• SI Joint Syndrome
  • Sciatica
  • Pinched Nerves and General Back Pain
  • And more
Learn More
Knee

Knees

Knees are the target of many common sports injuries. Sadly, they are also the target of a number of surgeries that research has frequently shown to be ineffective or minimally effective. Knee arthritis can also be a common cause for aging athletes to abandon the sports and activities they love. Regenerative procedures can be used to treat a wide range of knee injuries and conditions. They can even be used to reduce pain and delay knee replacement for more severe arthritis.

  • Knee Meniscus Tears
  • Knee ACL Tears
  • Knee Instability
  • Knee Osteoarthritis
  • Other Knee Ligaments / Tendons & Overuse Injuries
  • And more
Learn More
Lower Spine

Spine

Many spine injuries and degenerative conditions are good candidates for regenerative treatments and there are a number of studies showing promising results in treating a wide range of spine problems. Spine surgery should be a last resort for anyone, due to the cascade of negative effects it can have on the areas surrounding the surgery. And epidural steroid injections are problematic due to their long-term negative impact on bone density.

  • Herniated, Bulging, Protruding Discs
  • Degenerative Disc Disease
  • SI Joint Syndrome
  • Sciatica
  • Pinched Nerves and General Back Pain
  • And more
Learn More
Hand & Wrist

Hand & Wrist

Hand and wrist injuries and arthritis, carpal tunnel syndrome, and conditions relating to overuse of the thumb, are good candidates for regenerative treatments. Before considering surgery, consider an evaluation of your condition with a regenerative treatment specialist.
  • Hand and Wrist Arthritis
  • Carpal Tunnel Syndrome
  • Trigger Finger
  • Thumb Arthritis (Basal Joint, CMC, Gamer’s Thumb, Texting Thumb)
  • Other conditions that cause pain
Learn More
Elbow

Elbow

Most injuries of the elbow’s tendons and ligaments, as well as arthritis, can be treated non-surgically with regenerative procedures.

  • Golfer’s elbow & Tennis elbow
  • Arthritis
  • Ulnar collateral ligament wear (common in baseball pitchers)
  • And more
Learn More
Hip

Hip

Hip injuries and degenerative conditions become more common with age. Do to the nature of the joint, it’s not quite as easy to injure as a knee, but it can take a beating and pain often develops over time. Whether a hip condition is acute or degenerative, regenerative procedures can help reduce pain and may help heal injured tissue, without the complications of invasive surgical hip procedures.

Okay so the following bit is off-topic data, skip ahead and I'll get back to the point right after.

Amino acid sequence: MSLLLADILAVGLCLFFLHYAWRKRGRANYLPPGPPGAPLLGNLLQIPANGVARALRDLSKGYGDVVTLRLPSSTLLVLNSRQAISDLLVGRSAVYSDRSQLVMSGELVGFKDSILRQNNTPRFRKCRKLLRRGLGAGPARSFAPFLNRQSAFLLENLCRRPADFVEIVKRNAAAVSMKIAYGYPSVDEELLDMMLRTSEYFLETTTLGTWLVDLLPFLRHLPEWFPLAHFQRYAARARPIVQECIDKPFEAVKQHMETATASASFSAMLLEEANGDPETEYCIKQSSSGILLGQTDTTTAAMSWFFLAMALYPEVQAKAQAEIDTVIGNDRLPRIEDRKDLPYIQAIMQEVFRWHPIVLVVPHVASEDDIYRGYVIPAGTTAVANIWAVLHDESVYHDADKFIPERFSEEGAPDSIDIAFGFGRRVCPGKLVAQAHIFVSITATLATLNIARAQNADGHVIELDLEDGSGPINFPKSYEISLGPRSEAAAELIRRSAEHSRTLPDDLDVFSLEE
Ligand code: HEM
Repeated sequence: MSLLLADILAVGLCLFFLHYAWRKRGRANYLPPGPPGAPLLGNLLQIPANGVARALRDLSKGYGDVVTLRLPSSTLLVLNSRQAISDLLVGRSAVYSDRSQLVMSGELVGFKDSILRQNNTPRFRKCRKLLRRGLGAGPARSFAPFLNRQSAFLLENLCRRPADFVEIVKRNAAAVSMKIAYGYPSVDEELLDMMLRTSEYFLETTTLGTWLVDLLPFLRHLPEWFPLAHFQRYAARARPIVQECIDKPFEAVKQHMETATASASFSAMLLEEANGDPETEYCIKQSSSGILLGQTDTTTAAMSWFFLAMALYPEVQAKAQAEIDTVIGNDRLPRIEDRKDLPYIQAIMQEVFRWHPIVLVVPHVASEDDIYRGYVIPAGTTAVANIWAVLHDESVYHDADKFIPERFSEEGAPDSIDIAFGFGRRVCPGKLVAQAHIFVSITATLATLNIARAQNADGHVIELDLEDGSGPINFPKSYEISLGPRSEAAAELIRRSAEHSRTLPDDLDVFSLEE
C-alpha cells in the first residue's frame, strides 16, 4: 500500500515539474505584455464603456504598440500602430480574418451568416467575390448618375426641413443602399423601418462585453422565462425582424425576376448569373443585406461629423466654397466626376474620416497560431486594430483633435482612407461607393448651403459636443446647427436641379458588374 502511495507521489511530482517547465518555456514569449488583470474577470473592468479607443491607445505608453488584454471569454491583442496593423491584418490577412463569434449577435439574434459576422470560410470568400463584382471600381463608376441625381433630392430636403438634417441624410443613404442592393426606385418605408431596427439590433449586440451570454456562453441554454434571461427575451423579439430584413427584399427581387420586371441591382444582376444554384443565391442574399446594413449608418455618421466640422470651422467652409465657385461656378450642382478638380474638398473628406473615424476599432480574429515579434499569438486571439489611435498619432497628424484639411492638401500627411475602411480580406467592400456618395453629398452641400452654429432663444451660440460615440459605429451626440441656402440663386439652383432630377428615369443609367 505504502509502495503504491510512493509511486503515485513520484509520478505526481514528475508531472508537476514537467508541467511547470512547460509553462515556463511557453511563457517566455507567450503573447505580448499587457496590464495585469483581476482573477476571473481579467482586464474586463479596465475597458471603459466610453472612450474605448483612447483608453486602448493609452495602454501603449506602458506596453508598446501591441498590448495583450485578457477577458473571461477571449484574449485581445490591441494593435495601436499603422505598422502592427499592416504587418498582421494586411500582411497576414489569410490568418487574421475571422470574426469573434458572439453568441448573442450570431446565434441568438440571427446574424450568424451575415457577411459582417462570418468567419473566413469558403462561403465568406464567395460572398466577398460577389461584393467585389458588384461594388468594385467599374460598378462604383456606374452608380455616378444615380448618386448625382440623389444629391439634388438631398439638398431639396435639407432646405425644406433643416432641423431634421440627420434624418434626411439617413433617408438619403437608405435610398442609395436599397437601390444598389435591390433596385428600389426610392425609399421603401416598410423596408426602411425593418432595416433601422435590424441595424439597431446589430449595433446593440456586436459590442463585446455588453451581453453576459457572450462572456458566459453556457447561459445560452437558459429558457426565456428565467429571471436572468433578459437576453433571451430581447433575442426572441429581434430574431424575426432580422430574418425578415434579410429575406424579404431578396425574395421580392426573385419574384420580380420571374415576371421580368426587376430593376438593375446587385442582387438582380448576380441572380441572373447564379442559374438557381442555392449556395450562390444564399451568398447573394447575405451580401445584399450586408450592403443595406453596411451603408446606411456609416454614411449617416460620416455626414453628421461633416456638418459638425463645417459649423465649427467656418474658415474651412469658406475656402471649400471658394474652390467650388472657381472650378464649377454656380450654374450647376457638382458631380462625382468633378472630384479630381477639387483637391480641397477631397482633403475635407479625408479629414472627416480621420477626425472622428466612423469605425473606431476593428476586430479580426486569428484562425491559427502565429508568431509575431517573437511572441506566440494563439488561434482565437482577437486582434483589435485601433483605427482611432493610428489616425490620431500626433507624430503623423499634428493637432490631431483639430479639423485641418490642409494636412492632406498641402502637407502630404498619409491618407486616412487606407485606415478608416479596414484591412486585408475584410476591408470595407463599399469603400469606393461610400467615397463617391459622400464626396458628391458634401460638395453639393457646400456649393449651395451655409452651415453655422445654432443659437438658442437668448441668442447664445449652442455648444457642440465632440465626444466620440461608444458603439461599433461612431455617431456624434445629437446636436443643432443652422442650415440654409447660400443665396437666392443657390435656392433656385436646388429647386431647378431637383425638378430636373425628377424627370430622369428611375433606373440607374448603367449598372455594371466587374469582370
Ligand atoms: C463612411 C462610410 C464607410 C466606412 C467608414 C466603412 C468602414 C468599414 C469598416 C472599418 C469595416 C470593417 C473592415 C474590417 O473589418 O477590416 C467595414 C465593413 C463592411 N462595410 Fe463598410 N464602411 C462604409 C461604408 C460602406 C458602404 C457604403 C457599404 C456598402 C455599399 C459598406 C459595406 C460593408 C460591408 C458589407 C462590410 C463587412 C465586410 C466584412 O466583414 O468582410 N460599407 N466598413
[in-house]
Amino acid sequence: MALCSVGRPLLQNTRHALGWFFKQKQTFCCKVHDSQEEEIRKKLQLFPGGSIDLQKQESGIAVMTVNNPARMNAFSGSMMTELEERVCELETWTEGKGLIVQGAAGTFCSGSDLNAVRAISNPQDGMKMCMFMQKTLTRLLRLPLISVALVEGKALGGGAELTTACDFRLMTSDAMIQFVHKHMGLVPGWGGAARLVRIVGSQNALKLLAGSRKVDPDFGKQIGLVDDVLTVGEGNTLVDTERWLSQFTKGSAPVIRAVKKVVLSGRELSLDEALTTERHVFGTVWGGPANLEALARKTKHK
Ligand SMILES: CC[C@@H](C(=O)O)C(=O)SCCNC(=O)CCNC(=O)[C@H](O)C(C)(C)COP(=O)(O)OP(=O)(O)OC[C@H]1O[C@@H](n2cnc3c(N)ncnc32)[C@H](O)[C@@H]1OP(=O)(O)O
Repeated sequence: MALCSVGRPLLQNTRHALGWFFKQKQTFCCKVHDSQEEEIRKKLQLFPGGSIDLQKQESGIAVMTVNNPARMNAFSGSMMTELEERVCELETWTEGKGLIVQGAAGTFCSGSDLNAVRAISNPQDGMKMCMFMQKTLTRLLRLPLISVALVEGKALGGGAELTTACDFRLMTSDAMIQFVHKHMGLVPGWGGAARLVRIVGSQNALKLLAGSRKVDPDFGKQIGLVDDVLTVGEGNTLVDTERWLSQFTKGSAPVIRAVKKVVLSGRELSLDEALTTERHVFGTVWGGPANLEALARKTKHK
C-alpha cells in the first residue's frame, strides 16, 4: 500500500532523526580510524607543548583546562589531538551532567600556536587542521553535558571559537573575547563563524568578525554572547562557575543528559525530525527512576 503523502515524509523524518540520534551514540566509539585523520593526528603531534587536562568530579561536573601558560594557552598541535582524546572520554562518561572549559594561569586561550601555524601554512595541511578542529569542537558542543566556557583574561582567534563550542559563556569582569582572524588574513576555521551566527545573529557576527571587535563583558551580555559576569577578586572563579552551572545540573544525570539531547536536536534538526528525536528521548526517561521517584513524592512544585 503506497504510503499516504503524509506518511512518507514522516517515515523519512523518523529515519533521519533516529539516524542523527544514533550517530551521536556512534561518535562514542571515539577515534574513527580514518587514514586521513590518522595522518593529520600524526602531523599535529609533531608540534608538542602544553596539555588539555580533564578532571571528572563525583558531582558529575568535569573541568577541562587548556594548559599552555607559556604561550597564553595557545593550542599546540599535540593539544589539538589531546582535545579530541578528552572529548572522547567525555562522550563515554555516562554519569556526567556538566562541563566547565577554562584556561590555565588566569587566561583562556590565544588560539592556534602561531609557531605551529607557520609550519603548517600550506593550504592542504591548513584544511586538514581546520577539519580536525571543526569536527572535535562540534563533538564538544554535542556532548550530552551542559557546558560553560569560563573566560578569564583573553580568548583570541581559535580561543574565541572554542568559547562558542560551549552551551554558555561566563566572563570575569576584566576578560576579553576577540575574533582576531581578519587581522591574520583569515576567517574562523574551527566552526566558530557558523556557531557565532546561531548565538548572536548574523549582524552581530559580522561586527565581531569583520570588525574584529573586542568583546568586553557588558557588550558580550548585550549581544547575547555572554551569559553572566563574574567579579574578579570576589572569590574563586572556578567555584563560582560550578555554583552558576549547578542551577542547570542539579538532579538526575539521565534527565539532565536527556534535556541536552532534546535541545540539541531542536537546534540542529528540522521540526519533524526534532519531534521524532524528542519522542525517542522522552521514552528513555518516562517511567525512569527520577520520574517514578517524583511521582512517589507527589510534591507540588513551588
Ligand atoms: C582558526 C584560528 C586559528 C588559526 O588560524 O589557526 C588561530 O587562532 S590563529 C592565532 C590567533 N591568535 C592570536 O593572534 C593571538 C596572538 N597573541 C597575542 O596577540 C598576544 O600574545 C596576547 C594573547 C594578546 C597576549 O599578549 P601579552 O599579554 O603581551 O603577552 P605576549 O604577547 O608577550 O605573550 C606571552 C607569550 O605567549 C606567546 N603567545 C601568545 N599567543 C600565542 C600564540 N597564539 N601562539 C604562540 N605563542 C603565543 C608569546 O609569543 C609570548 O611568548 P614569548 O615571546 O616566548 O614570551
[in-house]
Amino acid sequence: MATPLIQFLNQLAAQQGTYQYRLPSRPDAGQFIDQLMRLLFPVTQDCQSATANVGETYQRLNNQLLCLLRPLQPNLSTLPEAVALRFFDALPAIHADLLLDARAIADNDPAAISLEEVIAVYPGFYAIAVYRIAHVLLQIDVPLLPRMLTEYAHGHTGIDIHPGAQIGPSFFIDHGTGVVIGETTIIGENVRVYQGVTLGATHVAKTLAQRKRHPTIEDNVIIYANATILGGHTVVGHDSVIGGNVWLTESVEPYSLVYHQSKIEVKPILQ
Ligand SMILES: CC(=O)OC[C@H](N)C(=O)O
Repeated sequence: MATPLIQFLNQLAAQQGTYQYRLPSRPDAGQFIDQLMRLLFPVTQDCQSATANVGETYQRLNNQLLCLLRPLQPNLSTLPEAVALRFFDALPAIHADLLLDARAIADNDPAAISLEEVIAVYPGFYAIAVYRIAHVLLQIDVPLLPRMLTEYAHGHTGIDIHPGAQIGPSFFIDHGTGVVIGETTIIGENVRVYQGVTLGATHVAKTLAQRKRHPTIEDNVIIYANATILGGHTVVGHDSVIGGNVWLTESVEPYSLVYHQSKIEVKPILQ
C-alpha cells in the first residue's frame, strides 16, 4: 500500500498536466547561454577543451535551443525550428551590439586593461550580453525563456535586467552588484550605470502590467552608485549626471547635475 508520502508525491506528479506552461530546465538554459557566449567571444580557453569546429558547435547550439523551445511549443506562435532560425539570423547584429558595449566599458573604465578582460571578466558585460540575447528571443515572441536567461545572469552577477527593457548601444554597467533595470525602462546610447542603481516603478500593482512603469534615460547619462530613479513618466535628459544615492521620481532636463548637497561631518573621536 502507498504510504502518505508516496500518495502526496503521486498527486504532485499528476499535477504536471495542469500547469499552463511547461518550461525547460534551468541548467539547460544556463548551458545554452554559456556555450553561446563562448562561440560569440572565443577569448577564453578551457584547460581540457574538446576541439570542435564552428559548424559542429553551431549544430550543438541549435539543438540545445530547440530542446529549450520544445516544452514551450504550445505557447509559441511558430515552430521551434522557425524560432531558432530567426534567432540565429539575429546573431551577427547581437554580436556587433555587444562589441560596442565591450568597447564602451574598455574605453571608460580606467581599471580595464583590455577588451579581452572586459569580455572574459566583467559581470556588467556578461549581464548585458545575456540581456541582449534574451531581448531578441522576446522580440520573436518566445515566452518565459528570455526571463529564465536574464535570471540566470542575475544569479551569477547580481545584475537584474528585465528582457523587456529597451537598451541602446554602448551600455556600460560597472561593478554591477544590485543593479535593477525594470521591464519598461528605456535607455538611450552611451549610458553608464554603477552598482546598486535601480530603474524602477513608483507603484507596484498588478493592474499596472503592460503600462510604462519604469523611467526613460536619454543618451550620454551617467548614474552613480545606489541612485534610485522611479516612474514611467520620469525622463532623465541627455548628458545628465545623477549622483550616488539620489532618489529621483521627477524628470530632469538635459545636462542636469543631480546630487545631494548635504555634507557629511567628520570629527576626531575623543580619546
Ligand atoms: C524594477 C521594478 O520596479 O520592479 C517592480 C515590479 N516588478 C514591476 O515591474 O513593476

• Labral Tear
  • Hip Arthritis
  • Hip Bursitis
  • Hip Sprain, Tendonitis or Inflammation
  • Hip Instability
Learn More
Foot & Ankle

Foot & Ankle

Foot and ankle injuries are common in athletes. These injuries can often benefit from non-surgical regenerative treatments. Before considering surgery, consider an evaluation of your condition with a regenerative treatment specialist.
  • Ankle Arthritis
  • Plantar fasciitis
  • Ligament sprains or tears
  • Other conditions that cause pain
Learn More

Is Regenexx Right For You?

Request a free Regenexx Info Packet

REGENEXX WEBINARS

Learn about the #1 Stem Cell & Platelet Procedures for treating arthritis, common joint injuries & spine pain.

Join a Webinar

RECEIVE BLOG ARTICLES BY EMAIL

Get fresh updates and insights from Regenexx delivered straight to your inbox.

Subscribe to the Blog

FOLLOW US

Copyright © Regenexx 2019. All rights reserved. | Privacy Policy

*DISCLAIMER: Like all medical procedures, Regenexx® Procedures have a success and failure rate. Patient reviews and testimonials on this site should not be interpreted as a statement on the effectiveness of our treatments for anyone else.

Providers listed on the Regenexx website are for informational purposes only and are not a recommendation from Regenexx for a specific provider or a guarantee of the outcome of any treatment you receive.

LinkedIn
Email